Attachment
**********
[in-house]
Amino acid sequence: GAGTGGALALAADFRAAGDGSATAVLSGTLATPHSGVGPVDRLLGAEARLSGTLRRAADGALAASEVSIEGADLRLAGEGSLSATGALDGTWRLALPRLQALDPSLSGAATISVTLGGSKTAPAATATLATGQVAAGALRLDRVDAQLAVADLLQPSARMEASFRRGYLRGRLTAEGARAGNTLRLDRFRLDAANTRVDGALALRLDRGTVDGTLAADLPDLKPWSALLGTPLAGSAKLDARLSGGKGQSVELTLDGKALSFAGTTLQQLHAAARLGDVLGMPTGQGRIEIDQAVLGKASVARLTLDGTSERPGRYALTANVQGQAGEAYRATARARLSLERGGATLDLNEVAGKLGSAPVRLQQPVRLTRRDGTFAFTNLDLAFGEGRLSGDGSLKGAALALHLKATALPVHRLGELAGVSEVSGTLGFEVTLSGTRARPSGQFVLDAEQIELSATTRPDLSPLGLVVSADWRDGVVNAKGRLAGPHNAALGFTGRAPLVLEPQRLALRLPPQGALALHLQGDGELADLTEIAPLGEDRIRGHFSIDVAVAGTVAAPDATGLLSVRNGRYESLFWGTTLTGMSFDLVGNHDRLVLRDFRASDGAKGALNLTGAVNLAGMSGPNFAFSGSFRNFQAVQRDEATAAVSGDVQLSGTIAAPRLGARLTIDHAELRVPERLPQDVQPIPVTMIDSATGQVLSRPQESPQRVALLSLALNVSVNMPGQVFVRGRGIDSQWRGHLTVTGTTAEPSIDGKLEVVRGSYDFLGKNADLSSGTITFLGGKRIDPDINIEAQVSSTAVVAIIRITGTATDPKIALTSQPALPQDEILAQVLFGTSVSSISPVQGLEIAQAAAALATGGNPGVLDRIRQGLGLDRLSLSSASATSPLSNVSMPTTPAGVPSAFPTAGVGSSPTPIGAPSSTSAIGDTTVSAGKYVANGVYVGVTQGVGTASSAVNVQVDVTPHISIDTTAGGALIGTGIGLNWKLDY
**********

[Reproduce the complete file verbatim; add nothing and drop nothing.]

[in-house]
Amino acid sequence: GAGTGGALALAADFRAAGDGSATAVLSGTLATPHSGVGPVDRLLGAEARLSGTLRRAADGALAASEVSIEGADLRLAGEGSLSATGALDGTWRLALPRLQALDPSLSGAATISVTLGGSKTAPAATATLATGQVAAGALRLDRVDAQLAVADLLQPSARMEASFRRGYLRGRLTAEGARAGNTLRLDRFRLDAANTRVDGALALRLDRGTVDGTLAADLPDLKPWSALLGTPLAGSAKLDARLSGGKGQSVELTLDGKALSFAGTTLQQLHAAARLGDVLGMPTGQGRIEIDQAVLGKASVARLTLDGTSERPGRYALTANVQGQAGEAYRATARARLSLERGGATLDLNEVAGKLGSAPVRLQQPVRLTRRDGTFAFTNLDLAFGEGRLSGDGSLKGAALALHLKATALPVHRLGELAGVSEVSGTLGFEVTLSGTRARPSGQFVLDAEQIELSATTRPDLSPLGLVVSADWRDGVVNAKGRLAGPHNAALGFTGRAPLVLEPQRLALRLPPQGALALHLQGDGELADLTEIAPLGEDRIRGHFSIDVAVAGTVAAPDATGLLSVRNGRYESLFWGTTLTGMSFDLVGNHDRLVLRDFRASDGAKGALNLTGAVNLAGMSGPNFAFSGSFRNFQAVQRDEATAAVSGDVQLSGTIAAPRLGARLTIDHAELRVPERLPQDVQPIPVTMIDSATGQVLSRPQESPQRVALLSLALNVSVNMPGQVFVRGRGIDSQWRGHLTVTGTTAEPSIDGKLEVVRGSYDFLGKNADLSSGTITFLGGKRIDPDINIEAQVSSTAVVAIIRITGTATDPKIALTSQPALPQDEILAQVLFGTSVSSISPVQGLEIAQAAAALATGGNPGVLDRIRQGLGLDRLSLSSASATSPLSNVSMPTTPAGVPSAFPTAGVGSSPTPIGAPSSTSAIGDTTVSAGKYVANGVYVGVTQGVGTASSAVNVQVDVTPHISIDTTAGGALIGTGIGLNWKLDY